Femoral rollback of cruciate-retaining and posterior-stabilized total knee replacements: in vivo fluoroscopic analysis during activities of daily living.J Orthop Res. 2006 Dec; 24(12):2222-9.JO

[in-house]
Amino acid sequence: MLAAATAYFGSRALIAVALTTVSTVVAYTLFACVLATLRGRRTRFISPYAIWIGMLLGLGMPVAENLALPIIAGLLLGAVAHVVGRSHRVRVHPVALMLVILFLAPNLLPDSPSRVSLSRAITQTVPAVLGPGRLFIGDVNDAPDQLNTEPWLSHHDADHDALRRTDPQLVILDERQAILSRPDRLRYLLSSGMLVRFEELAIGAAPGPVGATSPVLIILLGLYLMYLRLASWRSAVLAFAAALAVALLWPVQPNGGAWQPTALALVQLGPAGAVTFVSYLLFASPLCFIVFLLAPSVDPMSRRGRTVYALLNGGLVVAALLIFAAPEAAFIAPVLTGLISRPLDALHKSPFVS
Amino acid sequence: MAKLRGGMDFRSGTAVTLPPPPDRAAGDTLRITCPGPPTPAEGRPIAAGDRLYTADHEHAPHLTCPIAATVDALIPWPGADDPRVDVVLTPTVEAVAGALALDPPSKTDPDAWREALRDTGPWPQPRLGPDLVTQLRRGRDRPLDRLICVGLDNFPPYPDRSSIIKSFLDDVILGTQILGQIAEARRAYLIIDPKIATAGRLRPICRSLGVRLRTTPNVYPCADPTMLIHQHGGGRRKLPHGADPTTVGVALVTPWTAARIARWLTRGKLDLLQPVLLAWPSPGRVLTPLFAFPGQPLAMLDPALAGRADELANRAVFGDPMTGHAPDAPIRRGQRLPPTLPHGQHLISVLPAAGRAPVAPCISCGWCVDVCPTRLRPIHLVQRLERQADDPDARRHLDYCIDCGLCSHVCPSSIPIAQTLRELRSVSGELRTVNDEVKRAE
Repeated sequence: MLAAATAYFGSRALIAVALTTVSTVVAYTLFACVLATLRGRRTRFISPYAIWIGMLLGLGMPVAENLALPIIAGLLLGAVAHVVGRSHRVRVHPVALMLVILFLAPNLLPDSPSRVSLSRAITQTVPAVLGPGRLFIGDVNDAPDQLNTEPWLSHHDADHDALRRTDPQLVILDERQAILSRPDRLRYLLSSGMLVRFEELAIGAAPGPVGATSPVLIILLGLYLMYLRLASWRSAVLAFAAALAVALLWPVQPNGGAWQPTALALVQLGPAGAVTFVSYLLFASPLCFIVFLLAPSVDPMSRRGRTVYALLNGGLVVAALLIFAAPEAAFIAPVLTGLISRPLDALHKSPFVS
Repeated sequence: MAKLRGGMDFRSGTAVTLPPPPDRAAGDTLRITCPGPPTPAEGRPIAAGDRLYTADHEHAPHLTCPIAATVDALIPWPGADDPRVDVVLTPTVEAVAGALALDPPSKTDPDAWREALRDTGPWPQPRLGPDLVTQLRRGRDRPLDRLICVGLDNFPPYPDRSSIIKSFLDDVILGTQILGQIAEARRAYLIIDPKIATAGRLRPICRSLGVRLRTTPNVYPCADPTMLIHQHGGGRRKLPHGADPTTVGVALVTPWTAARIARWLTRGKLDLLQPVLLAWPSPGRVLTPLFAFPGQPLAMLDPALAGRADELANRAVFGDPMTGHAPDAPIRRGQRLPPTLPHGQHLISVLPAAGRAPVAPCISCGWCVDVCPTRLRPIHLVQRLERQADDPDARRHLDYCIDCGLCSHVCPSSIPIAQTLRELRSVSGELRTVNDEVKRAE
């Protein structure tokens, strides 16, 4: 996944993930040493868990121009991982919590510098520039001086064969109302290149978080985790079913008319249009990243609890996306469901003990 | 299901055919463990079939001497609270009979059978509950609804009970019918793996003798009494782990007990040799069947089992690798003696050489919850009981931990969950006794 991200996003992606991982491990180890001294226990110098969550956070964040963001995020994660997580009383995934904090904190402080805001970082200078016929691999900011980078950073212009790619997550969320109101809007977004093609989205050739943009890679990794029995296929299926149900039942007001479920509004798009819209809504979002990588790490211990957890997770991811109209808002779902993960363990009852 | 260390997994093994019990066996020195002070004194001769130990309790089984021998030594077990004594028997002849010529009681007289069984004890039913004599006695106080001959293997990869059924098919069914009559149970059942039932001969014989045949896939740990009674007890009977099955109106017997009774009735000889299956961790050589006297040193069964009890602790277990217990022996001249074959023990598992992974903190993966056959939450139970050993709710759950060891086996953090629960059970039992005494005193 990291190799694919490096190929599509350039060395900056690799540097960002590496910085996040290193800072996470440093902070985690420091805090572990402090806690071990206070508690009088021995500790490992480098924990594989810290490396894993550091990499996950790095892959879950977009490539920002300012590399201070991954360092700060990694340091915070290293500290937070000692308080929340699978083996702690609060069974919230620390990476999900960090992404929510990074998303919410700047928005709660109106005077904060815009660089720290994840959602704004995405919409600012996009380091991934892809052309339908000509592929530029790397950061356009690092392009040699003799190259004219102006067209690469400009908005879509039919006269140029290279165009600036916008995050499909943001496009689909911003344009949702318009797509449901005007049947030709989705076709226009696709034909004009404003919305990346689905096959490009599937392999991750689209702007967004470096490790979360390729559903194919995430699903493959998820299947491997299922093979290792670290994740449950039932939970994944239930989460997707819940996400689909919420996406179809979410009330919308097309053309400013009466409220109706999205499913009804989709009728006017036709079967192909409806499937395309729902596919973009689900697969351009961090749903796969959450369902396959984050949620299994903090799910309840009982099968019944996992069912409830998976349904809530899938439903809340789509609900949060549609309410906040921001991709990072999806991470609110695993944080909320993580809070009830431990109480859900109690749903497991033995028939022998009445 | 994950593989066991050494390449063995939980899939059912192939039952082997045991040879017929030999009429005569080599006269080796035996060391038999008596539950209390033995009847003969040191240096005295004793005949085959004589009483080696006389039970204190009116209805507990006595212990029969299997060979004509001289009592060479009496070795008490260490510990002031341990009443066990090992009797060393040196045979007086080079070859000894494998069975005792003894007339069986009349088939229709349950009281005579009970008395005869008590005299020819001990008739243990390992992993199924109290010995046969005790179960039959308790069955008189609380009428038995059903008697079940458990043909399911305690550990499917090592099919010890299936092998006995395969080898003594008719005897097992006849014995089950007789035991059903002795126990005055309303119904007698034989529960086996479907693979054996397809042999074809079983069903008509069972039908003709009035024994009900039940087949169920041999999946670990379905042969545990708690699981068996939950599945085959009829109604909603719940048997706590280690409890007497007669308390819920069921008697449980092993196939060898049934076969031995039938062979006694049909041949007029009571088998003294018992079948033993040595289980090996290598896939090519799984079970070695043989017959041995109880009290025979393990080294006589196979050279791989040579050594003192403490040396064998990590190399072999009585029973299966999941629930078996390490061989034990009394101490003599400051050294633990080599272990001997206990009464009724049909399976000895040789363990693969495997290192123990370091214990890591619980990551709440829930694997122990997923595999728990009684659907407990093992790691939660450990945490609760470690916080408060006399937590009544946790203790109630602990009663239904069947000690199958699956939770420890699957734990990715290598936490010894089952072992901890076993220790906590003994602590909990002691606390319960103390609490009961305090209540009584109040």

Restoration of the physiological flexor/extensor mechanism at the knee in terms of appropriate muscular lever arms, proper required quadriceps force, and suitable patellofemoral compressive force, is fundamental for the success of total knee replacement. Therefore, measurements of anteroposterior translation of the femoral component over the tibial base-plate against joint flexion during daily living activities are essential for the assessment of the in vivo performance of current prosthesis designs. Patients treated with posterior stabilized and cruciate retaining prostheses with excellent clinical scores were evaluated during stair climbing, sitting and rising from a chair, and step up and down, using a three-dimensional pose reconstruction technique based on videofluoroscopy. The posterior stabilized patients experienced a fairly consistent and physiological rollback specific of each motor task, demonstrating proper function of the spine-cam mechanism. Rollback was somehow inconsistent among subjects in the cruciate retaining group, accompanied with a smaller range of knee flexion. In this group, more posterior locations of the condyles correlated significantly with higher clinical and functional scores. Articular surface conformity restores physiological rollback in the presence of a spine-cam mechanism, but not coherently in the presence of the posterior cruciate ligament.